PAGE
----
Compared to a flamingo in the water that stands on one leg, an identical flamingo with two legs in the water will lose somewhere between 140–170% the total body heat that the flamingo on one leg loses. That means the flamingo that does learn the preferred behavior — standing on one leg — is free to spend more time in the water: more time feeding, grooming itself, scouting the waters, etc.

In short, a flamingo that learns to stand on one leg will have more chances for evolutionary success and survival than one that stands on two legs. The flamingos may not be smart enough to know that it’s important to stand on one leg in the water but not so much in the air; instead, it appears to be a behavior that flamingos engage in regardless of their environment. And, as far as scientists can tell, there’s no gene for standing on one leg; rather, it’s a behavior that gets passed down from a mother flamingo to her offspring as she raises them.

baby flamingo
Juvenile flamingos, from their early days as a chick, begin to learn proper flamingo behavior from the adults in their flocks almost immediately. Here, a young flamingo chick practices dancing, an essential group behavior during mating season, in front of a group of mature adult flamingos. From the earliest stages in a flamingo’s life, behaviors such as preening, bathing, dancing and standing on one foot are passed down from generation to generation.
(Credit: Tambako The Jaguar/flickr)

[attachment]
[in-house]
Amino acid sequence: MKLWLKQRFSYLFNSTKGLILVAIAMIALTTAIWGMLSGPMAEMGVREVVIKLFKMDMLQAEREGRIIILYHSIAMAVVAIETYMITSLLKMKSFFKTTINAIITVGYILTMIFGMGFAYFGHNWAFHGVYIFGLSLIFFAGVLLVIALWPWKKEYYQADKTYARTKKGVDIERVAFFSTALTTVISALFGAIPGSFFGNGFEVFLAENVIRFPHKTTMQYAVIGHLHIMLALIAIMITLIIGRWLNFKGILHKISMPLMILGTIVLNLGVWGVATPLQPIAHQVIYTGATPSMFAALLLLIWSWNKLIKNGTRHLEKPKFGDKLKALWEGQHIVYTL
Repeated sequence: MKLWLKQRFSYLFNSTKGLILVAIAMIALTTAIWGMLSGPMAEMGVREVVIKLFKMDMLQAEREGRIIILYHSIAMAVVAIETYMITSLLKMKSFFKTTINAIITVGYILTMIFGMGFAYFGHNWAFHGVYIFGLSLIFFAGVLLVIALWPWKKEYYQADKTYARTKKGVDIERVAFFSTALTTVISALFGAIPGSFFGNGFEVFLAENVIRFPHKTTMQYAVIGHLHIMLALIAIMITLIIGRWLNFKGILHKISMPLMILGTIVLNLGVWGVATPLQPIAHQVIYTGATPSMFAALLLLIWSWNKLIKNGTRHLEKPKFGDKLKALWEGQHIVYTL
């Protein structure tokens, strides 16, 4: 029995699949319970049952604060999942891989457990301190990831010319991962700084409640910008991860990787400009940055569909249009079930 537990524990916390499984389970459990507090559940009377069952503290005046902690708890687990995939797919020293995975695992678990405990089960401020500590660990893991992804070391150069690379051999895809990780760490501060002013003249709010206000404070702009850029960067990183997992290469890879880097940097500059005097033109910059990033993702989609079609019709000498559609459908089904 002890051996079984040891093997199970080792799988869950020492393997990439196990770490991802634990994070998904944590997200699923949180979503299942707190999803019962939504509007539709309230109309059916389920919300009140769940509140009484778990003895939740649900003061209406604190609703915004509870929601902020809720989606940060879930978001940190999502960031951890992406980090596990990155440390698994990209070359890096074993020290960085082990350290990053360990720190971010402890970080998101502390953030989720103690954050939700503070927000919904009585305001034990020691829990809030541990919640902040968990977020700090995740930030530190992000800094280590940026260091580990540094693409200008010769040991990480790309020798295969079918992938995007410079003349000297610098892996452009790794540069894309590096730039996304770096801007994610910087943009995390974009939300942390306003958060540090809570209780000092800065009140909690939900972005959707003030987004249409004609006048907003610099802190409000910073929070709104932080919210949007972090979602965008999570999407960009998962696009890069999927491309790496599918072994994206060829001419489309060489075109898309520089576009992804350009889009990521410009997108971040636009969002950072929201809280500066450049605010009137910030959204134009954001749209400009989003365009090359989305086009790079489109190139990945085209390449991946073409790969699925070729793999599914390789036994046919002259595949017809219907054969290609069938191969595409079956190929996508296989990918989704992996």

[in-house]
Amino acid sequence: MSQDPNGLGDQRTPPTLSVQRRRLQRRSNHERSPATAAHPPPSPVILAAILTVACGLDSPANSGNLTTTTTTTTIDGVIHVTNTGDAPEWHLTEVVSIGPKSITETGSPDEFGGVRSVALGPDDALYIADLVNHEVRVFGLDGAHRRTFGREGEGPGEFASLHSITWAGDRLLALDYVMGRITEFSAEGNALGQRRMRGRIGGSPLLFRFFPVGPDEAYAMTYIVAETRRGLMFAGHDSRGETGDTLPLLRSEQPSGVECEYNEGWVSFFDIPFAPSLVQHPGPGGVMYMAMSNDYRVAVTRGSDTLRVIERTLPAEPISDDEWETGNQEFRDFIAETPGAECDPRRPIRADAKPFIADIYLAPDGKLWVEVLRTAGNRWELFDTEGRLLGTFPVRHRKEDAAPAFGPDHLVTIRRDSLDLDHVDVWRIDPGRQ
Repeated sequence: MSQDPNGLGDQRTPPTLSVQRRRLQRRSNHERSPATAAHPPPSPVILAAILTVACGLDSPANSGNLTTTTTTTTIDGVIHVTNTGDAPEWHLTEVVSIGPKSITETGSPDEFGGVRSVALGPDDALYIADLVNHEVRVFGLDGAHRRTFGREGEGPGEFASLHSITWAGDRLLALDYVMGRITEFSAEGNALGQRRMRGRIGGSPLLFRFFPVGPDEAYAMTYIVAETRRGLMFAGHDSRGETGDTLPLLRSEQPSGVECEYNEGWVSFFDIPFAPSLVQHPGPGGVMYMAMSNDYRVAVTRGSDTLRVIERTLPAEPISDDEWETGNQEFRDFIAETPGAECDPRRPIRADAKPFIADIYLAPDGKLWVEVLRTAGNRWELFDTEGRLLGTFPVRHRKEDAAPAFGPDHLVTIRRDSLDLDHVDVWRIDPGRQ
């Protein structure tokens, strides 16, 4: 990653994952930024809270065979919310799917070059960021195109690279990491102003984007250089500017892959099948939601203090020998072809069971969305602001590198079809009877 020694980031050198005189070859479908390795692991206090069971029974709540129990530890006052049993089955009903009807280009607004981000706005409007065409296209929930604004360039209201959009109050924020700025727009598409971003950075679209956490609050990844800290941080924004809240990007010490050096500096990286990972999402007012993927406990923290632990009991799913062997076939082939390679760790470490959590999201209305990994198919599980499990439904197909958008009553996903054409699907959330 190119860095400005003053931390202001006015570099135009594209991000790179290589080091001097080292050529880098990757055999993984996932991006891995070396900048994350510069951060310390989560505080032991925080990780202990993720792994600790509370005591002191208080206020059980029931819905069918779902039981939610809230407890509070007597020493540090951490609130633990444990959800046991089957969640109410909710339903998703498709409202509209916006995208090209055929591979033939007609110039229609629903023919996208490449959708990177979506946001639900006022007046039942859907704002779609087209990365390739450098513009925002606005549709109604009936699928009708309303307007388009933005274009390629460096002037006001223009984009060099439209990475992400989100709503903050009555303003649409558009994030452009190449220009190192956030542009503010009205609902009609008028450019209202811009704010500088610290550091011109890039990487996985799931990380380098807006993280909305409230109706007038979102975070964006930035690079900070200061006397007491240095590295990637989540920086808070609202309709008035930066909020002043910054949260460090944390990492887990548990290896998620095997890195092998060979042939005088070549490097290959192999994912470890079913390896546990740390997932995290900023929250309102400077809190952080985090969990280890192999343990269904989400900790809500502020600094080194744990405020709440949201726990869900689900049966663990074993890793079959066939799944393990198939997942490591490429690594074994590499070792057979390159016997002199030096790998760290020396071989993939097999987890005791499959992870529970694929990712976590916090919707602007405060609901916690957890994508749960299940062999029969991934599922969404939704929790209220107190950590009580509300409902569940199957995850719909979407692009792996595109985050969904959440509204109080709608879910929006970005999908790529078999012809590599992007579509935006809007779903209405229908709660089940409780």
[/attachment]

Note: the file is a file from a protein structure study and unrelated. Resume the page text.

Fortunately for the flamingo, the time they spend on one leg when it isn’t particularly advantageous (on dry land) doesn’t appear to be an impediment to their success either. Behavioral adaptations are often sloppy, inelegant solutions in biology, as the ‘advantageous’ behavior of standing on one leg provides an advantage only while in the water. But perhaps it’s more advantageous than we realize for the flamingo to practice that balancing act on land as well; perhaps this is the optimal behavior after all.

It’s a spectacular facet of our reality that we can understand certain aspects of behavioral ecology by simply comprehending the physics that governs every warm-blooded animal’s biology. While evolution is largely governed by inherited traits, sometimes an acquired, behavioral trait can make all the difference in survival. When it comes to flamingos standing on one leg, genetics won’t help you solve the puzzle at all. For that? A little physics will take you all the way home.